Decades ago, he stole a tree branch. Now he is the Durian King
Long before he was the Durian King, Tan Eow Chong was canvassing rural Malaysia for plants he could farm when he stumbled on a roadside stand selling a curiously golden-fleshed variety of the fruit.
The seller, an elderly woman, urged Tan to have a taste, boasting that her durians were the same color as the local sultan’s palace.
Tan took one bite and was transfixed. Apart from the notorious aroma, which is often compared to rotting meat, it was nothing like the fibrous durians with large pits that he grew at home 200 miles away on Penang Island. This one was meatier, creamier and bittersweet — everything a durian connoisseur would want.
“The flesh melted in my mouth,” said Tan, who decided then that he had to grow the durian himself.
The fruit came from a nearby orchard. Tan asked whether he could have a branch to graft onto one of his trees, but the woman shooed away the idea. So that evening he returned with a villager armed with a rifle. At Tan’s instructions, and for pay, the man pruned a footlong branch with a well-placed shot.
Thirty-five years after his heist, Tan is reaping the rewards.
Above, a customer, in green shirt, orders durians at a roadside stall during the Durian Festival in Georgetown, Malaysia. At right, a worker opens a durian for customers at a roadside fruit stall. (Suzanne Lee / For The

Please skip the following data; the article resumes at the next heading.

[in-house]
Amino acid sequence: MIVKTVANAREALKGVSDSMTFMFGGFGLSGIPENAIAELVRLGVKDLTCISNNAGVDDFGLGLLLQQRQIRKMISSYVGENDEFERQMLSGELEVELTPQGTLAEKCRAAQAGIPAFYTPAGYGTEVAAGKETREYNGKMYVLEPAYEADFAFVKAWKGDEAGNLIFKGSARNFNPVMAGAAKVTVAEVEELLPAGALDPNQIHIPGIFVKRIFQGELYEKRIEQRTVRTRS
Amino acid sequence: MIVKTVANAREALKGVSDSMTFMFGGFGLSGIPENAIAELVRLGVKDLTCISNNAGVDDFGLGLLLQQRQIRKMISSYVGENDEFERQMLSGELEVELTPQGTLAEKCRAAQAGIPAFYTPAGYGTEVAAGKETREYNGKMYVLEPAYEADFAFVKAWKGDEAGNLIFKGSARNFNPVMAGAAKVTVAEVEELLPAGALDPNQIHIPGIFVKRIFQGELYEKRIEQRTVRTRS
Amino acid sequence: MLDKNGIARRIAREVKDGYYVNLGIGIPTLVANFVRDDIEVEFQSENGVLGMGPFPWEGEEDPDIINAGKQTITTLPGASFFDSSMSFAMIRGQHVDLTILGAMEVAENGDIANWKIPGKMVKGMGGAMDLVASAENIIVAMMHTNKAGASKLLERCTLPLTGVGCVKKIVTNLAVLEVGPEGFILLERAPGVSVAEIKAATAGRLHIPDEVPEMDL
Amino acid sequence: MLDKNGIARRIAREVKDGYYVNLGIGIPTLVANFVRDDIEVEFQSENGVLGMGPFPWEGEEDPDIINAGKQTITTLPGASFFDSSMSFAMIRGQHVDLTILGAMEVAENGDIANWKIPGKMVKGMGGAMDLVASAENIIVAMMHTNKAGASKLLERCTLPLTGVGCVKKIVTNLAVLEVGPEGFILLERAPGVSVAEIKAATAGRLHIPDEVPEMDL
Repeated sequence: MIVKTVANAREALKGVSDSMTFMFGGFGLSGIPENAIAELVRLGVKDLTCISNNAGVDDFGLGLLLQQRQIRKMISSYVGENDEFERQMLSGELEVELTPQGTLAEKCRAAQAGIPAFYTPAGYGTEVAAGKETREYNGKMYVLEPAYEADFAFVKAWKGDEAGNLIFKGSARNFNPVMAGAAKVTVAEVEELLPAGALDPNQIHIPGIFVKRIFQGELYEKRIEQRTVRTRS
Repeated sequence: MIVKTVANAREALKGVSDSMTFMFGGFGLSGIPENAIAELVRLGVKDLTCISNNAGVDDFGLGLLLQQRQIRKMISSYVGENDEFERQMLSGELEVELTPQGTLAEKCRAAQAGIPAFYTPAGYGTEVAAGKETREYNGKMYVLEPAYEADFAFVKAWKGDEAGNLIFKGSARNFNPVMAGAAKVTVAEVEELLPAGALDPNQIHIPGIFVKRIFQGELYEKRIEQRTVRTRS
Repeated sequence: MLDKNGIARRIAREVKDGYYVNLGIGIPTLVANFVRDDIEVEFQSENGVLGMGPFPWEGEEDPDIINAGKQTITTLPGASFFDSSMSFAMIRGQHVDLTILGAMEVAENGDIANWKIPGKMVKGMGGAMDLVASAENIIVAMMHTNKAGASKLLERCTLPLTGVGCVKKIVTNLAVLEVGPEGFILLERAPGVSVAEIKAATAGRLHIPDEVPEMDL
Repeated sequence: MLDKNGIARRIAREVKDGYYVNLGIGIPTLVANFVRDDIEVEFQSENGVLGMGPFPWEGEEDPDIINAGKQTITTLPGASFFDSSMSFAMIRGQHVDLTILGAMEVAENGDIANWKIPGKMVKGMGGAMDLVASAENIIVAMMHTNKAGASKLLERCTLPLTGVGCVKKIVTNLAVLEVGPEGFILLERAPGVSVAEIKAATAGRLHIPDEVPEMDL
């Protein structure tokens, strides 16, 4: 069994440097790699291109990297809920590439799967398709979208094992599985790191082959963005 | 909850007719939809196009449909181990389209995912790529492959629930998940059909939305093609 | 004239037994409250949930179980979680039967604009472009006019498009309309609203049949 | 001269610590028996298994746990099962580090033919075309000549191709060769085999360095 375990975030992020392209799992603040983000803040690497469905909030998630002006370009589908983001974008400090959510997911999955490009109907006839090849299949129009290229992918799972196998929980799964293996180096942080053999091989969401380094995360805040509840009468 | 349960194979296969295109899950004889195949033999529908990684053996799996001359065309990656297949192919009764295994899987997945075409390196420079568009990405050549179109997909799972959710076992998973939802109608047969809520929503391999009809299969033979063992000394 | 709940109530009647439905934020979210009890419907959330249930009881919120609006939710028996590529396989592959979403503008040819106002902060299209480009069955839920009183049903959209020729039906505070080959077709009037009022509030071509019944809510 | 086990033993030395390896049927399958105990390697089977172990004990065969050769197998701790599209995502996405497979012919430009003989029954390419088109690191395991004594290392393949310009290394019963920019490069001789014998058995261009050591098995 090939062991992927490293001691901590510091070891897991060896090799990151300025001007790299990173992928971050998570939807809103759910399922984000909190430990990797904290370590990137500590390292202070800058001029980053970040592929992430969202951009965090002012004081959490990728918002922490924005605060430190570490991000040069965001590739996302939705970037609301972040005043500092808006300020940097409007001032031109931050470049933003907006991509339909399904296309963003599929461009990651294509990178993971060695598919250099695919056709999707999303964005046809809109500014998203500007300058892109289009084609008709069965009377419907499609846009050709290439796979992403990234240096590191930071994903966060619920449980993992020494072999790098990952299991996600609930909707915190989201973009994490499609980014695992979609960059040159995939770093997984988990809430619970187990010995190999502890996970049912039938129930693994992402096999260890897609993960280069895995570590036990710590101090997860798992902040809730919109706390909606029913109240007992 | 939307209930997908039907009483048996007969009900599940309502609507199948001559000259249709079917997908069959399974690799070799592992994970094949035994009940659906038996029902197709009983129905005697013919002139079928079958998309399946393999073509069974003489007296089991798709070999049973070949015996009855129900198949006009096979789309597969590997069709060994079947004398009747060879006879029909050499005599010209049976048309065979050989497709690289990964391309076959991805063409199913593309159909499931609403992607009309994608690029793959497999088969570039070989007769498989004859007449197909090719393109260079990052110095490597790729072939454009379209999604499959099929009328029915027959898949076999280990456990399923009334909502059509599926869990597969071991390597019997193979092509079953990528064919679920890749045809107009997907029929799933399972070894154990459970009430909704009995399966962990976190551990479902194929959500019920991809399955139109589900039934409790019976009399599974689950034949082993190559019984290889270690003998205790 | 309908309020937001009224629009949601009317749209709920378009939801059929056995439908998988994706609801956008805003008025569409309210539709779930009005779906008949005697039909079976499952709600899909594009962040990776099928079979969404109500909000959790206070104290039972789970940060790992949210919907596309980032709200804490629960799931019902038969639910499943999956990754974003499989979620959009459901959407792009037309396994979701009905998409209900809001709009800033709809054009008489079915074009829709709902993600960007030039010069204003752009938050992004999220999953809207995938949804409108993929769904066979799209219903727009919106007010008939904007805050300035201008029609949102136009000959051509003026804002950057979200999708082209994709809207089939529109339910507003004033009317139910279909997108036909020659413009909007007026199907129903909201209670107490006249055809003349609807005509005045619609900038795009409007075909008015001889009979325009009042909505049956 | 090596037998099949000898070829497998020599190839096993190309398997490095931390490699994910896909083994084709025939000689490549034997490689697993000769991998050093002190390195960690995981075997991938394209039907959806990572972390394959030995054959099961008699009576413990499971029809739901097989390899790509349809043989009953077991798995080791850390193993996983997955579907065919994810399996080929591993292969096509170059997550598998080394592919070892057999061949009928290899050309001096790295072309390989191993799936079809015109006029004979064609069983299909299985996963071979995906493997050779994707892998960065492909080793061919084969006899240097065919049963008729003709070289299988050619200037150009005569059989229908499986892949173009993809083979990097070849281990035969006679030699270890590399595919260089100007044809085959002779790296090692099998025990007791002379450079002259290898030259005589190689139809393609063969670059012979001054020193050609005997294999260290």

The tree limb provided the genetics for an award-winning durian known as the Musang King, which has become Malaysia’s next cash crop and made Tan’s family durian royalty.
His success, however, came only recently — thanks to his perseverance through hard economic times and a magnate who happened to spark a Musang King obsession in China, a country whose 1.4 billion stomachs have the power to move markets.
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The durian is no ordinary fruit. Its thorny cantaloupe-sized husk looks like a hedgehog crossed with an avocado. Locked inside are lobes of fruit that have the look and texture of foie gras and are usually eaten raw, but can also be mixed with rice or added to pastries.
What defines durian fruit, however, is its overpowering sulfuric scent, which has led to bans from public transportation and the occasional evacuation of buildings. The odor is strong enough to penetrate the fruit’s thick shell. When the shell is cracked open, the scent can buckle a neophyte’s knees. But for the fruit’s admirers, the stench is part of the allure.
“If it doesn’t stink, it’s not durian,” Tan said.